Beginning with Q1-2018 data, companies that participate in our market data program have access to new ways of visualizing our printing technology and supplies market data. Quarterly, reports are created for each available segment of our Market Data Program (Printing Equipment, Digital Printing Technology, and Graphic Arts Supplies). Commentary is included within each report, providing context for the results and highlighting interesting/important data trends. Participants will also continue to receive their current reports which include all data points used to create these charts.
The updated reports are only available on our website and are exclusive to member companies who participate in our market data program by providing shipment data in one of the relevant tracking categories. Individuals from companies who particpate in our Market Data Program can access these reports here. Log-in is required. Please contact firstname.lastname@example.org if you need assistance with your log-in.
The sample report below provides a demonstration of the design and functionality of each report.
The charts and commentary below use randomized data points and are not reflective of actual volumes or directional movements.
Each report page has been created with a similar layout. The first set of charts provide a broad overview of Total Market volume and then a closer look at the current, top-level volume for one of the key segments within the total market. Subsequent charts will vary across each report, depending on the specific trends being highlighted, but will fall under the top-level segment noted in the initial chart.
For example, in the charts below, we're focusing on simulated 'Segment 3'. In the first chart, Segment 3 is highlighted from the rest of the total market to clearly identify which segement is the focus of the report. The next chart trends the most recent quarterly sales for Segment 3.
Each chart is responsive, allowing you to hover over specific points in the chart to see additional information. The chart below contains quarterly shipment totals, aggregated by year, for a simulated "Segment 3". With no changes, you can quickly see how well Segment 3 performed in a given quarter across multiple years. We can also see that shipments of items in Segment 3 during Q2 of 2015 significantly outperformed shipments of the same quarter in 2016 and 2017. Hovering over one of the bars enables a call out box to appear with the actual volume total of each period.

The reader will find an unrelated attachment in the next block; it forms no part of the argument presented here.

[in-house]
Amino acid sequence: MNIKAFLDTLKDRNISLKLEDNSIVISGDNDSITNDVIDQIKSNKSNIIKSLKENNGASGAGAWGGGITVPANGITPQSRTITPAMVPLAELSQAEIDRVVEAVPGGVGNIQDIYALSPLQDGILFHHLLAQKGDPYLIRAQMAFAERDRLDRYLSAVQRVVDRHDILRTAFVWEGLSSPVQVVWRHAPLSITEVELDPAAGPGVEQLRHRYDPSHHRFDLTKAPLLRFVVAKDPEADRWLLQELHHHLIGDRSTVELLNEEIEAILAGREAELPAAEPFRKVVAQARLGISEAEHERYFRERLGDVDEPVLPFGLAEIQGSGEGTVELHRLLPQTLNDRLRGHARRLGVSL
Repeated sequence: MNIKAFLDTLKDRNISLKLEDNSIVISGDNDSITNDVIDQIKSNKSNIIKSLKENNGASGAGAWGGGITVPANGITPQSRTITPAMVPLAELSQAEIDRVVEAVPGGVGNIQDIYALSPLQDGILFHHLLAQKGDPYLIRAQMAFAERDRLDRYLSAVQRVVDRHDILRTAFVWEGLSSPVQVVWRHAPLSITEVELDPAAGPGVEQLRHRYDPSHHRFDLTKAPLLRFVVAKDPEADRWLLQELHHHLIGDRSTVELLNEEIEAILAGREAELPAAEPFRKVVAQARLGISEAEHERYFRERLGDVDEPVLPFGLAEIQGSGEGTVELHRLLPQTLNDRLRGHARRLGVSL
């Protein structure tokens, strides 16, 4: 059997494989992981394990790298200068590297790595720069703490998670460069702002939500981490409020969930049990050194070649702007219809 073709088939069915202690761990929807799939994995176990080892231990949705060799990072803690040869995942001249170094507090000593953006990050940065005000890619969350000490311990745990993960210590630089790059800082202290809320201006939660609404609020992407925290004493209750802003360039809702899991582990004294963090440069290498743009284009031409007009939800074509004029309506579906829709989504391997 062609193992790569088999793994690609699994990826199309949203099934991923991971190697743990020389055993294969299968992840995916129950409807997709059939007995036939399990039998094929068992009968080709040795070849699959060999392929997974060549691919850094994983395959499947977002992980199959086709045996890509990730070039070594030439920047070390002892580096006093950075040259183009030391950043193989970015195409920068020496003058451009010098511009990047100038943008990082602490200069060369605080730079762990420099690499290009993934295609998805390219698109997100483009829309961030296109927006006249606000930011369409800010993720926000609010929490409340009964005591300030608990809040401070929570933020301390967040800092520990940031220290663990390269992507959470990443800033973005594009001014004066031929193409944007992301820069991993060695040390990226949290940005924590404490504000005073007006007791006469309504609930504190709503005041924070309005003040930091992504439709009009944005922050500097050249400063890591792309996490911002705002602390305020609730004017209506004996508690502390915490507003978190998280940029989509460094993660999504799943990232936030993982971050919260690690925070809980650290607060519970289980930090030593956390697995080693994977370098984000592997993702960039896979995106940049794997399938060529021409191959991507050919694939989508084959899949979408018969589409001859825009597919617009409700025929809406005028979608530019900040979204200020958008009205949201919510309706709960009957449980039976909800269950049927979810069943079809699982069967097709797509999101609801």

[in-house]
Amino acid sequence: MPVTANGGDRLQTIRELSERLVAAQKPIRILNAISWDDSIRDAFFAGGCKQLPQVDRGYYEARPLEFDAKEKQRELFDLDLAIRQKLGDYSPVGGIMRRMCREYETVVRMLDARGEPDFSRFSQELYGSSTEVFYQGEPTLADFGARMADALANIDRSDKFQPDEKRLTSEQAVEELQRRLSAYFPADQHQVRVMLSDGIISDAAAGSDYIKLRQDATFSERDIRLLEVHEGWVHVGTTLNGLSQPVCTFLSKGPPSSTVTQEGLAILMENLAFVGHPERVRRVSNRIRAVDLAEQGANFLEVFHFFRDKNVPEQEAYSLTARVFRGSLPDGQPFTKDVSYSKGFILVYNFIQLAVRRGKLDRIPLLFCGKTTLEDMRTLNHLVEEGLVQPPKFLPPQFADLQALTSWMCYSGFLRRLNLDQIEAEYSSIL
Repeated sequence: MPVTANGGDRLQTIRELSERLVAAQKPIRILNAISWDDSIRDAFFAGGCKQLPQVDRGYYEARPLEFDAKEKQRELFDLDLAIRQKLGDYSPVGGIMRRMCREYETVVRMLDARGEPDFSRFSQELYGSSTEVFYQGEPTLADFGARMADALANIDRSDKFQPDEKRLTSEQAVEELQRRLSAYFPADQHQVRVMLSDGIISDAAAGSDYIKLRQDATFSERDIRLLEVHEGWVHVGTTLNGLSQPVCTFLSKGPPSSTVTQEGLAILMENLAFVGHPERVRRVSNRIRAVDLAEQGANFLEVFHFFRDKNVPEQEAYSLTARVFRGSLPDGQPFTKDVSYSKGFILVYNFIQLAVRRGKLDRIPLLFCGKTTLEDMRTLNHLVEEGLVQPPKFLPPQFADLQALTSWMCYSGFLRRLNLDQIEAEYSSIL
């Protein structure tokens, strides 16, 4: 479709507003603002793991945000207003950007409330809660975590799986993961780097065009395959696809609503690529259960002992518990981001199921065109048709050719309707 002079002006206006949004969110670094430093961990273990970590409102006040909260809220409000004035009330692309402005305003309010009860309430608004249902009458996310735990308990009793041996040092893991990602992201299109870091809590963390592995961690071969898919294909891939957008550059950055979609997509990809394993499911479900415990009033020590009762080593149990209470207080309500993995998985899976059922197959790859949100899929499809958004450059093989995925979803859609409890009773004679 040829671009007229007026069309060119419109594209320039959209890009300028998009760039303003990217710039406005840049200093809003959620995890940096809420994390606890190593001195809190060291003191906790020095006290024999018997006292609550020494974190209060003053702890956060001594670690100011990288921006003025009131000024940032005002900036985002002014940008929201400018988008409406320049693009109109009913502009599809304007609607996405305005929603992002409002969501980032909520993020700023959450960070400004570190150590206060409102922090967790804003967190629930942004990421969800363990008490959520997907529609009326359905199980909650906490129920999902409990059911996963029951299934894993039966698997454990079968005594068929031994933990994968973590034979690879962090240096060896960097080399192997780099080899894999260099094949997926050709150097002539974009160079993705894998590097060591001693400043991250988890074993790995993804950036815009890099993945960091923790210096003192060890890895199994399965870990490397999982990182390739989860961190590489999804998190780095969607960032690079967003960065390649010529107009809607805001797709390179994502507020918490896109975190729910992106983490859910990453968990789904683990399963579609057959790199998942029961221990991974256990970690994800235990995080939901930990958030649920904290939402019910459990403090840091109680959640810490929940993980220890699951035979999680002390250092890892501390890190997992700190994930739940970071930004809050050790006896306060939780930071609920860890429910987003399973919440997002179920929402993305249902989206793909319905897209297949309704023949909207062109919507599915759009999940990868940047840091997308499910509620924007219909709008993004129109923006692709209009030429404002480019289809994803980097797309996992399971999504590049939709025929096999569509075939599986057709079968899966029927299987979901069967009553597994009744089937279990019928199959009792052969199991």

Most charts also allow you to hide some or all of the charted elements, automatically redrawing with the hidden data excluded. In the chart below, if you did not want to include 2015 in the comparison, you could click on the "2015" box, which will strikethrough that data period. The chart then automatically redraws with just the 2016 and 2017 totals.
This concept can also be applied when viewing charts similar to the three charts below. These charts provide month to month trending across several years, with the current year rendered in a bright color allowing it stand out from previous years. You can quickly see if current year trends are performing similarly to previous year trends. Should you want to only view the current year against specific years, you can click on the unwanted years and the chart will redraw itself to show only the data desired for analysis.
As an example, the charts below look at the sub-categories that are part of the overarching generic "Segment 3". In the example below, you can easily determine that the randomly generated data for Sub-Category 1A dipped lower in April of 2017 than any previous April displayed. Were this real data from a real sub-category, the lower than normal volume for April and May allows you to quickly see that strong Q3 and Q4 totals would be needed for sales in 2017 to match previous years. To further your analysis of the current volumes, you can hide years 2013, 2014, and 2015 by clicking on the box next to each year. When doing so, you can see that a stronger performance by the sub-category, in both early and late 2017, made up for weakness in April and May which pushed 2017 shipments higher than 2016 shipments.